1A Remaking America: State-sanctioned homeless encampments
Close to600, 000people in the U.S. don’t have a home of their own, according to the Department of Housing and Urban Development.Ofthose in America experiencing homelessness,40 percentof themare living outdoors or in buildings not meant for human habitation.
Often, this takes the form of homeless encampments. Equally often, cities cities spend time and money forcing people out of them. Peopleliving on the streets are 10 times more likely to be stopped by the police, and nine times more likely to spend a night in jail than people living in shelters, according to a 2019 study by the California Policy Lab.
Some cities and states have explicitly made public camping illegal. Voters in Austin, Texas, approved a camping ban in 2021.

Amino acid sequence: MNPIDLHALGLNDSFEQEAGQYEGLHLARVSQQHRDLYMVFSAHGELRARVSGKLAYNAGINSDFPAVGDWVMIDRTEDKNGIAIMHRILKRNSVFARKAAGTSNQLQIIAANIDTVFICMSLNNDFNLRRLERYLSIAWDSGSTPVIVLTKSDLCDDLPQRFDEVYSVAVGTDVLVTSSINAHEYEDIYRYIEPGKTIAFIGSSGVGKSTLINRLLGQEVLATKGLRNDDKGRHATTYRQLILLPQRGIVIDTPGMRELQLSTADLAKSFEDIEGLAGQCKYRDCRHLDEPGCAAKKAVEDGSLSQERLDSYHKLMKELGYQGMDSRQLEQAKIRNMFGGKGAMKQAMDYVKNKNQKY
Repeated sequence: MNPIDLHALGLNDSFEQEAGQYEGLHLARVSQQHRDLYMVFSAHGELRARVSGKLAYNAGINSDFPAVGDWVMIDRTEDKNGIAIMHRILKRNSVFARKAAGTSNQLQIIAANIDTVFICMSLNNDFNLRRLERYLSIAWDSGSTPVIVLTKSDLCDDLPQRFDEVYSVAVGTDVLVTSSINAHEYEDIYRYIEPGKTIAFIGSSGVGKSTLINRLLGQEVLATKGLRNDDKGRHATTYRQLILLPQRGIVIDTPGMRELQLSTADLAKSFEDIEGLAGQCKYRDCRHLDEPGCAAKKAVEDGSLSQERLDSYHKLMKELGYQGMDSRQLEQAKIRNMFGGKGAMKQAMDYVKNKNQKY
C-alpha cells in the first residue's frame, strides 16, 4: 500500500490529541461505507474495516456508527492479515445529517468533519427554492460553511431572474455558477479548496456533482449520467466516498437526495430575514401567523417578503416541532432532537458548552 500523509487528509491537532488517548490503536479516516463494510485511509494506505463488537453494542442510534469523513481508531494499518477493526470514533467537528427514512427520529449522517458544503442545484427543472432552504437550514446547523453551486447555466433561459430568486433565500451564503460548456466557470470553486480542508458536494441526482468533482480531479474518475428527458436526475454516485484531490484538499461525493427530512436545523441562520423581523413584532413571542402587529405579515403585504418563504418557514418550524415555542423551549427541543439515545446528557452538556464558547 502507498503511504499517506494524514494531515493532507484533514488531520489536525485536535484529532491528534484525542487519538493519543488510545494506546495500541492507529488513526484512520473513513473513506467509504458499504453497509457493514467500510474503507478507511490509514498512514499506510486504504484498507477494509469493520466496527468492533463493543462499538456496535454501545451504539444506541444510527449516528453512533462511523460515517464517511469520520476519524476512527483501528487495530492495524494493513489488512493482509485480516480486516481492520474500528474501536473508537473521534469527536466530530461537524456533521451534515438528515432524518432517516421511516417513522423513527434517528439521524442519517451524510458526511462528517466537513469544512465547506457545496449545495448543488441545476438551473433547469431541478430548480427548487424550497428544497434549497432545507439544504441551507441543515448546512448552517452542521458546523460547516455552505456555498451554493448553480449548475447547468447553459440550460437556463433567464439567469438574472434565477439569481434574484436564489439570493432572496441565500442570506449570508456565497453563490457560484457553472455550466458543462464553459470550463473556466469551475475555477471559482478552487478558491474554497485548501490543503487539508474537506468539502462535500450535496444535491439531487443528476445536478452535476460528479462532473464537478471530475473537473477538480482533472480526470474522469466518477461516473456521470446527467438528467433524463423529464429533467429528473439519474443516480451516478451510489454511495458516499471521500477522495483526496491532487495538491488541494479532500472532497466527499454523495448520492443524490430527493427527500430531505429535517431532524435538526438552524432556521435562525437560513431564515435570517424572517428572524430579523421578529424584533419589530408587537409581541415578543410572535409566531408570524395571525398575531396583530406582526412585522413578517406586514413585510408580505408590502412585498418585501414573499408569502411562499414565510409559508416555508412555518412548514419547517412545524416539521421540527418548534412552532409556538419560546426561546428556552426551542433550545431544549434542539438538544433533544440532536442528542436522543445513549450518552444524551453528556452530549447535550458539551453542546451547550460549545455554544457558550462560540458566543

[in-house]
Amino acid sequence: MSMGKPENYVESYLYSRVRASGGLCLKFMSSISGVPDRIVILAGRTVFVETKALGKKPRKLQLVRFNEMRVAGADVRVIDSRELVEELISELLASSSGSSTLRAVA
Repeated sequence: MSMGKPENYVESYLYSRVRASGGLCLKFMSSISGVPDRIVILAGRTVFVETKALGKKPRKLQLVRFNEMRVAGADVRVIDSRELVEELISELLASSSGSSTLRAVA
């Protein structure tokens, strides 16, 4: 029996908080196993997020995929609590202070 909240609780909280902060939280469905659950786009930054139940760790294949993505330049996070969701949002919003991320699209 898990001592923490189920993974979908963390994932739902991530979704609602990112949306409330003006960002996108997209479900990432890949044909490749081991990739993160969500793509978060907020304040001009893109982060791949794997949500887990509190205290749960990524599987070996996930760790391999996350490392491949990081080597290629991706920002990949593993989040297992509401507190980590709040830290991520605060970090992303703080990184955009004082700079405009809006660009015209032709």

One option cities are looking to aresanctionedencampments. These are places where unhoused folks can pitch a tent and live without the threat of law enforcement telling them to leave. They can have varying degrees of services, from basic sanitation like porta-potties, to on-site case management. Portland, Oregon, plans to open six city-run encampments that could house 1,500 people. That’s in an effort to eventually ban camping by 2024.
Housing advocates say the best approach is “housing-first,” but that has its critics.There is a shortage of 7 million affordable homes for millions of America’s poorest families, according to the National Low Income Housing Coalition.
We feature Austin’s only state-sanctioned homeless encampment that opened in 2019. Since then, the place had become a community of people with their own tiny homes.
We discuss camping bans, homeless navigation centers, and housing-first approaches.
This show was part of 1A’s Remaking America collaboration with six partner stations, including KUT in Austin, Texas. Remaking America is funded in part by the Corporation for Public Broadcasting.
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